PRS for Music Limited is a British music copyright collective, made up of two collection societies: the Mechanical-Copyright Protection Society (MCPS) and the Performing Right Society (PRS). It undertakes collective rights management for musical works on behalf of its 140,000 members. PRS for Music was formed in 1997 following the MCPS-PRS Alliance. In 2009, PRS and MCPS-PRS Alliance realigned their brands and became PRS for Music.

A royalty is a payment made by one party to another that owns a particular asset, for the right to ongoing use of that asset. Royalties are typically agreed upon as a percentage of gross or net revenues derived from the use of an asset or a fixed price per unit sold of an item of such, but there are also other modes and metrics of compensation. A royalty interest is the right to collect a stream of future royalty payments.

APRA AMCOS consists of Australasian Performing Right Association (APRA) and Australasian Mechanical Copyright Owners Society (AMCOS), both copyright management organisations or copyright collectives which jointly represent over 100,000 songwriters, composers and music publishers in Australia and New Zealand. The two organisations work together to license public performances and administer performance, communication and reproduction rights on behalf of their members, who are creators of musical works, aiming to ensure fair payments to members and to defend their rights under the Australian Copyright Act (1968).

The International Confederation of Societies of Authors and Composers is an international non-governmental, not-for-profit organisation that aims to protect the rights and promote the interests of creators worldwide. It advocates for strong legal protection of copyright and authors' rights. It is the world's largest international network of authors' societies, also known as Collective Management Organisations (CMOs), copyright / royalty collection societies, collecting societies, or Performing Rights Organisations (PROs).

Sociedad Argentina de Autores y Compositores de Música (SADAIC) is the entity that gathers all musicians and authors of Argentina, and the Argentine performance rights organisation that keeps registry of musical works, and collects and distributes royalties on behalf of the artists.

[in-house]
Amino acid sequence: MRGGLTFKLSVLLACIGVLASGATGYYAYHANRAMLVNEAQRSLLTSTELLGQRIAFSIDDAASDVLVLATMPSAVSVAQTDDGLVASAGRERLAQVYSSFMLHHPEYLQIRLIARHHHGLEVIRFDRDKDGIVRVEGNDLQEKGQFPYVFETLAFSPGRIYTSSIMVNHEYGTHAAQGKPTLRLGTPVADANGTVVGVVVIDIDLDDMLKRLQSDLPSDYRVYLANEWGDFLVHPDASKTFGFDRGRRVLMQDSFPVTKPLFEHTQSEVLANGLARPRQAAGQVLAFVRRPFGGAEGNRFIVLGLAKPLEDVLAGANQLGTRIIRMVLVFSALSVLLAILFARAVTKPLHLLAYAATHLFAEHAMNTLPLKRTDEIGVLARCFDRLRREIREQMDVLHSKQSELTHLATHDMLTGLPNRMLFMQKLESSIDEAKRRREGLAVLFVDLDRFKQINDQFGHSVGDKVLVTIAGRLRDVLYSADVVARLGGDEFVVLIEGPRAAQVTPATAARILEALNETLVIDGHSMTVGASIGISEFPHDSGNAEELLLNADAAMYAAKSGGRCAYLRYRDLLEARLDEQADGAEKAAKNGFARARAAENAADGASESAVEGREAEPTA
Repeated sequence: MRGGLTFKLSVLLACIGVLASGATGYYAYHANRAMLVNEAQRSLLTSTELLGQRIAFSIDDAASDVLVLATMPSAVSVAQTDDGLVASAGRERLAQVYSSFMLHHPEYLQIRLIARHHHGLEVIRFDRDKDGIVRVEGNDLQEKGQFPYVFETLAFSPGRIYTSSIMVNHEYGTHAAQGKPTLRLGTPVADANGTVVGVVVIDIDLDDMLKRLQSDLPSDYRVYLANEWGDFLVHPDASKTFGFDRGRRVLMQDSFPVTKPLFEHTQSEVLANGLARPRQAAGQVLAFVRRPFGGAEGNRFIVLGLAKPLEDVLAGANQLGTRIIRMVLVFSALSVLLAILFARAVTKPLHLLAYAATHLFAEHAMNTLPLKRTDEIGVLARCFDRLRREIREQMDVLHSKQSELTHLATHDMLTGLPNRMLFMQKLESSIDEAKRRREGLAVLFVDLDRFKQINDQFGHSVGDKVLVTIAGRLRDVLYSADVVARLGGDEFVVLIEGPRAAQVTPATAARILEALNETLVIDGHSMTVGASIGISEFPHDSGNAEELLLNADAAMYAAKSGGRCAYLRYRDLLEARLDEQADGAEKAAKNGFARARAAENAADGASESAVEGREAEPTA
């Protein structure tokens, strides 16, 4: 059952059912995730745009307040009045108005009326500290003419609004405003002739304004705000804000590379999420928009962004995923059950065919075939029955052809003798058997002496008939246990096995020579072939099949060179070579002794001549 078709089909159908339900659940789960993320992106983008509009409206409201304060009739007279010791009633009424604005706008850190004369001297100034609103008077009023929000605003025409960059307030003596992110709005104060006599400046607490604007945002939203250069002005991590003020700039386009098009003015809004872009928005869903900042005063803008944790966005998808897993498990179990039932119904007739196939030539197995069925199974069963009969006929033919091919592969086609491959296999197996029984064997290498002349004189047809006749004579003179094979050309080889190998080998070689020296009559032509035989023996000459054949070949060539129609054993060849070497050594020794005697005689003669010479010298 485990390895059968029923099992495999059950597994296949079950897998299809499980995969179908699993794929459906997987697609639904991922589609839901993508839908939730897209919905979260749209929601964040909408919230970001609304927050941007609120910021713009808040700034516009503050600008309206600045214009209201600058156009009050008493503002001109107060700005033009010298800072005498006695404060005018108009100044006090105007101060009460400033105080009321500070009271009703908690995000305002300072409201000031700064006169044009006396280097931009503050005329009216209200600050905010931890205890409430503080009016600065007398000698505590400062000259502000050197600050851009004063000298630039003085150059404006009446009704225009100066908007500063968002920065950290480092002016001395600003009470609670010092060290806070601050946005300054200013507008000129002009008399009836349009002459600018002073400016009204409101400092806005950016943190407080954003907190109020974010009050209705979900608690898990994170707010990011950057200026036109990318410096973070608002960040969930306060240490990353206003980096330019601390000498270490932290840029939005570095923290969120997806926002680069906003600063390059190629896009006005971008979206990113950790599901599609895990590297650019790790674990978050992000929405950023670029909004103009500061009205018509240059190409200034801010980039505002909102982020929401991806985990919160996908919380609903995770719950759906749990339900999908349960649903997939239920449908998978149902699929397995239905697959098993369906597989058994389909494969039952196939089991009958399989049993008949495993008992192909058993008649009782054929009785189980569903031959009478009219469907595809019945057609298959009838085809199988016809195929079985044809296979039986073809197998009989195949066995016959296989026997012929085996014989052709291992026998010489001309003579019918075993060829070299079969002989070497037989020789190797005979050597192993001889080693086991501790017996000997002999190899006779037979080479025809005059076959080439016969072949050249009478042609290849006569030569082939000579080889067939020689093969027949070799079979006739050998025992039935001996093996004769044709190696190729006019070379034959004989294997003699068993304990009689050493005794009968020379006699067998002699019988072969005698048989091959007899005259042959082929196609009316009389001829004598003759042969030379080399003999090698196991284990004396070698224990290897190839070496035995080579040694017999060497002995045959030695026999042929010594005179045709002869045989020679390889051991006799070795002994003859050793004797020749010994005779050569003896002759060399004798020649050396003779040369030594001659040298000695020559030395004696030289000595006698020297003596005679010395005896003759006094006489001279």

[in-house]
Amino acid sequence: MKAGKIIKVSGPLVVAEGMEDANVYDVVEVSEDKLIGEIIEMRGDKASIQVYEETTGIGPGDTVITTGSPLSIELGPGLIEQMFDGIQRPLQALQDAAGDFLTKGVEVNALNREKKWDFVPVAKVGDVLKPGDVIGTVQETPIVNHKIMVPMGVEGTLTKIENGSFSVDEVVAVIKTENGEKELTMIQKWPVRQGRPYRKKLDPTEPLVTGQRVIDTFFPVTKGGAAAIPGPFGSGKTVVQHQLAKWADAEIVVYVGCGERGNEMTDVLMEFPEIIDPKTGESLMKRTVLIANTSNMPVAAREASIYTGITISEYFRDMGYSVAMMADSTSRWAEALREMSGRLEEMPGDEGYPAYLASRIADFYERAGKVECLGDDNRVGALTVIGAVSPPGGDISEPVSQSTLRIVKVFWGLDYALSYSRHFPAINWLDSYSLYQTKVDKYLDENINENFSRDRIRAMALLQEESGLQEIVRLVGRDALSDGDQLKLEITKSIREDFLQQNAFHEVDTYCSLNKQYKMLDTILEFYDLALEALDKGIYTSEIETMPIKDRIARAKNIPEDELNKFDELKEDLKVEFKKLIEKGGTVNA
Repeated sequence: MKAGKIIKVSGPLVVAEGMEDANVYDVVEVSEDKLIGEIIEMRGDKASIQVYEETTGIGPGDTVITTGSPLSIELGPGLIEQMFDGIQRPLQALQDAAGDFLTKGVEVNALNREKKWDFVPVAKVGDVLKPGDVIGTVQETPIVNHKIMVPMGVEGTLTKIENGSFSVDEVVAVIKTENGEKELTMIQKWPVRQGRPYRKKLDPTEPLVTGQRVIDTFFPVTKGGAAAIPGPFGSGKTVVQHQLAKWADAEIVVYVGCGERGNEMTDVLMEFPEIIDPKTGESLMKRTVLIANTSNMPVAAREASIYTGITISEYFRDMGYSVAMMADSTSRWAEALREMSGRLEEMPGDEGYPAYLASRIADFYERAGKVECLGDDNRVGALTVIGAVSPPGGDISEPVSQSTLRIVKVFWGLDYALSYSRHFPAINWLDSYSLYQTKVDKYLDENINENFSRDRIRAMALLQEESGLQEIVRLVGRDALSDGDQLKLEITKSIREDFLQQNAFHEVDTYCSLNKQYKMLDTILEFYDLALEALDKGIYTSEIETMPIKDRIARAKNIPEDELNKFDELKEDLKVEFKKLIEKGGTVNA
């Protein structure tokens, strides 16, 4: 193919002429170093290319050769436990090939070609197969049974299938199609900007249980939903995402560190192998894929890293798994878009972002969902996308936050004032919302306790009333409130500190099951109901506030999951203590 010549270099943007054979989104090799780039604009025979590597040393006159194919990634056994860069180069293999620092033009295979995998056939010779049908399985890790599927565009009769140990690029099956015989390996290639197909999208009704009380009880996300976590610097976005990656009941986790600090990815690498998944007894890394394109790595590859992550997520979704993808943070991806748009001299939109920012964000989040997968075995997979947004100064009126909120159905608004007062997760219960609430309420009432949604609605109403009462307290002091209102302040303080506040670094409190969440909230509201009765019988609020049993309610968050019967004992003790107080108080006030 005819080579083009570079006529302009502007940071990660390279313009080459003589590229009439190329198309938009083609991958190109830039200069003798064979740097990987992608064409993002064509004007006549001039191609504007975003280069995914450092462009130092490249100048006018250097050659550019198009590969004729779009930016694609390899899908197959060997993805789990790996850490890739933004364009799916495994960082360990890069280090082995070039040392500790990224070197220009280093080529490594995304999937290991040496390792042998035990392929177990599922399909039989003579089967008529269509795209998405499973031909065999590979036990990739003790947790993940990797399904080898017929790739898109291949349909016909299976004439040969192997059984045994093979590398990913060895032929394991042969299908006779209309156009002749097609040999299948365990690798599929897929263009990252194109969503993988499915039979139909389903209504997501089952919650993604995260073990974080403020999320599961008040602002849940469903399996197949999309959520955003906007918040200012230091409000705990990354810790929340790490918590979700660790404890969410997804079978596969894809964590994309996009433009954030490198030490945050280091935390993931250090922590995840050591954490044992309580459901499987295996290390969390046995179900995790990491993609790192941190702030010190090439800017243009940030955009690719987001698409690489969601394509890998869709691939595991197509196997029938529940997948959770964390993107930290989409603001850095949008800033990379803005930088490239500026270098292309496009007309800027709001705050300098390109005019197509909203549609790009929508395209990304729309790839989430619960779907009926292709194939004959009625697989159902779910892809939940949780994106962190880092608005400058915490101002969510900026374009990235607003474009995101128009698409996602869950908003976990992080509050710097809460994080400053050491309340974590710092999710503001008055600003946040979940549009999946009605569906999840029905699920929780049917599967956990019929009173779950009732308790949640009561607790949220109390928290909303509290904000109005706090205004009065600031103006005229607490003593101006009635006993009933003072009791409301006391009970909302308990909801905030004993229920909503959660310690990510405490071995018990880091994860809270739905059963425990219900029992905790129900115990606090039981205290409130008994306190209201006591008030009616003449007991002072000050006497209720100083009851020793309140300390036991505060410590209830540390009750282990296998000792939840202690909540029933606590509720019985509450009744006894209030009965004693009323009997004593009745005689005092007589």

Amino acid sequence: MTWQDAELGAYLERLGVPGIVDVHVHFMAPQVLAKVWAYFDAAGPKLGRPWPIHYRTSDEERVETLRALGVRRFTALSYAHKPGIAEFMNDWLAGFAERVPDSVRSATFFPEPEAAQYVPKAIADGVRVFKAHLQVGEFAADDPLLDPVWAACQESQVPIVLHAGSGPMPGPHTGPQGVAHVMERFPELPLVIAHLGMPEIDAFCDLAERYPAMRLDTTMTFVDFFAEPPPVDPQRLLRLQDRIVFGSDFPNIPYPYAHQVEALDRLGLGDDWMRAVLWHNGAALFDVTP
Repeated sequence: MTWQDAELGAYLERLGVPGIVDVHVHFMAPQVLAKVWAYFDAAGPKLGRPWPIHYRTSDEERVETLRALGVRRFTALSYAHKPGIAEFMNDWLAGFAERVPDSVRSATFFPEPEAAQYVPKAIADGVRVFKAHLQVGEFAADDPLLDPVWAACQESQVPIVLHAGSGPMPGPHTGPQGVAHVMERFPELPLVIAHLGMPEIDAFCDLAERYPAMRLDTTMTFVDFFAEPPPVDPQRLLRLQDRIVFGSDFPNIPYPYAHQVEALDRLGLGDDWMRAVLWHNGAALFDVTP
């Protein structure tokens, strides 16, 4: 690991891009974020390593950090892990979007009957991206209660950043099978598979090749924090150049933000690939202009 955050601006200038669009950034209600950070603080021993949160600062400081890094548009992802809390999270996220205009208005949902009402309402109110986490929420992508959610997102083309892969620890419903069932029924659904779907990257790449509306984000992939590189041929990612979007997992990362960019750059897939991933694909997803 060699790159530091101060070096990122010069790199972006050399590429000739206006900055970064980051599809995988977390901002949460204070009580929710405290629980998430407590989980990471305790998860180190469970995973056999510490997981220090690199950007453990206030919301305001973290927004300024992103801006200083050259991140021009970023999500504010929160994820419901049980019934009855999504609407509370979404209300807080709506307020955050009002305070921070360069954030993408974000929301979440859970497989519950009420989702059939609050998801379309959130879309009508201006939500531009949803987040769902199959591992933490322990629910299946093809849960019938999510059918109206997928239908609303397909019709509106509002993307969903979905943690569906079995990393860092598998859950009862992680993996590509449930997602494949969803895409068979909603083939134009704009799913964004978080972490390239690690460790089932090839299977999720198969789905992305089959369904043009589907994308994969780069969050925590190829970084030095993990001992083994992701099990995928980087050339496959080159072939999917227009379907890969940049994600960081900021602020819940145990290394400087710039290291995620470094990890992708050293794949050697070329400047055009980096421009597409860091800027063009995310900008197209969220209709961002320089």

Public domain music is music to which no exclusive intellectual property rights apply. There are several ways that a piece of music can be in the public domain:

Teosto is a non-profit performance rights organization that collects royalties on behalf of songwriters and composers in Finland. Teosto is a member of the Confédération Internationale des Sociétés d'Auteurs et Compositeurs (CISAC). It represents 29 000 Finnish, and nearly three million foreign composers, songwriters, arrangers and publishers. The organization's clients are 29,000 music-using companies and communities.

KODA is the collecting society for songwriters, composers and music publishers of Denmark.

Collective rights management is the licensing of copyright and related rights by organisations acting on behalf of rights owners. Collective management organisations, such as collecting societies, typically represent groups of copyright and related rights owners, such as authors, composers, publishers, writers, photographers, musicians and performers. At the least, copyright owners authorize collective rights management organizations to monitor the use of their works, negotiate licenses with prospective users, collect remuneration for use of copyrighted works, ensuring a fair distribution of such remuneration amongst copyright owners. Governmental Supervision varies across jurisdictions, from being limited to antitrust regulation in the United States to sectoral regulators in jurisdictions like the EU, India.

The Design and Artists Copyright Society (DACS) is a UK not-for-profit rights management organisation that exists to collect and distribute royalties to visual artists.

Charles Segal (pianist) American Jazz pianist